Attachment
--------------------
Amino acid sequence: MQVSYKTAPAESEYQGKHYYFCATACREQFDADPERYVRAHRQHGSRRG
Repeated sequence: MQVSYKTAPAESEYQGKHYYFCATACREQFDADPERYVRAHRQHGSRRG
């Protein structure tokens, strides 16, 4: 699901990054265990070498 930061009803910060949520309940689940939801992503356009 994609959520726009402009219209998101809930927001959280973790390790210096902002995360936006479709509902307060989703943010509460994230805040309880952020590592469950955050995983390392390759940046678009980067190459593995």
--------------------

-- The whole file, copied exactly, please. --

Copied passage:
Amino acid sequence: MQVSYKTAPAESEYQGKHYYFCATACREQFDADPERYVRAHRQHGSRRG
Repeated sequence: MQVSYKTAPAESEYQGKHYYFCATACREQFDADPERYVRAHRQHGSRRG
């Protein structure tokens, strides 16, 4: 699901990054265990070498 930061009803910060949520309940689940939801992503356009 994609959520726009402009219209998101809930927001959280973790390790210096902002995360936006479709509902307060989703943010509460994230805040309880952020590592469950955050995983390392390759940046678009980067190459593995």